Prufrock's Page

Saturday, December 17, 2005

What, No Saleem Sinai Saucy Pickle?

The Lady Chatterley range of exotic lingerie. The Virginia Woolf Bar. The Ernest Hemingway furniture collection. And Jane Austen cross-stitch kits. Literature isn't dead, it just assumes new forms.

Friday, December 16, 2005

Who Lifted What From Whom

For a change, a year-end round-up that's unusual and refreshing. This one chronicles the plagiarists' year: from the Boston Globe to the SF Chronicle to the LA Times, they've all carried stories that were, er, inspired. Get the whole thing here, starting with the actions of an India-based stringer for the IHT and the SF Chronicle, who bravely assumed that none of his readers would know of the existence of a newspaper called The Guardian.

Thursday, December 15, 2005

"Close The Book Reviews, Ban The Critics"

The Guardian translates a deep, dark and intense interview with Philip Roth by Danish journalist Martin Krasnik:

"I would be wonderful with a 100-year moratorium on literature talk, if you shut down all literature departments, close the book reviews, ban the critics. The readers should be alone with the books, and if anyone dared to say anything about them, they would be shot or imprisoned right on the spot. Yes, shot. A 100-year moratorium on insufferable literary talk. You should let people fight with the books on their own and rediscover what they are and what they are not. Anything other than this talk. Fairytale talk. As soon as you generalise, you are in a completely different universe than that of literature, and there's no bridge between the two."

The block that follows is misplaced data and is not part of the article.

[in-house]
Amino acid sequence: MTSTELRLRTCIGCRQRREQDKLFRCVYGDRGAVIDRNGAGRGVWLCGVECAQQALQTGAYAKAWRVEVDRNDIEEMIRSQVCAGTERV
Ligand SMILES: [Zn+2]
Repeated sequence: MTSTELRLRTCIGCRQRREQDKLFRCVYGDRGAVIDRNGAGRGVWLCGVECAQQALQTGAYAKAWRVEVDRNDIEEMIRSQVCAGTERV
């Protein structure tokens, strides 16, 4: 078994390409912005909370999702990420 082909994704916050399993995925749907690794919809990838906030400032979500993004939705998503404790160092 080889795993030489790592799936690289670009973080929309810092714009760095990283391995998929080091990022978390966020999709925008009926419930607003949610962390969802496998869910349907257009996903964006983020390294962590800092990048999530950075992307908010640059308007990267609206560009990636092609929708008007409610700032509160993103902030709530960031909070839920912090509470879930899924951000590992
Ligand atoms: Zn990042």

Updike's Terrorist

From Safran Foer to Auster, America's novelists have begun to try and find ways to assimilate and incorporate the tragedy of 9/11 in fiction. And now, it's the turn of John Updike to do the same. A report informs us that his next novel, simply titled Terrorist, "confronts the emotional issue of changes in America after the September 11, 2001, attacks with a culturally charged twist: Updike's terrorist is a U.S. teenager given a sympathetic treatment."

Says the author, who's just published a book of art criticism: "It's my attempt, in a way, to cope with today's world. Terrorism is one of our themes that has changed the texture of American life in a noticeable way. And of course it makes you fearful because you think 'well I'm not a terrorist but somebody could be'."

On changing expectations from the novel, he says: "Now people want to believe that this is just what happens, how it feels and how it looks. The fiction writer has less freedom to invent."

Wednesday, December 14, 2005

Lady Chatterley's Chronicler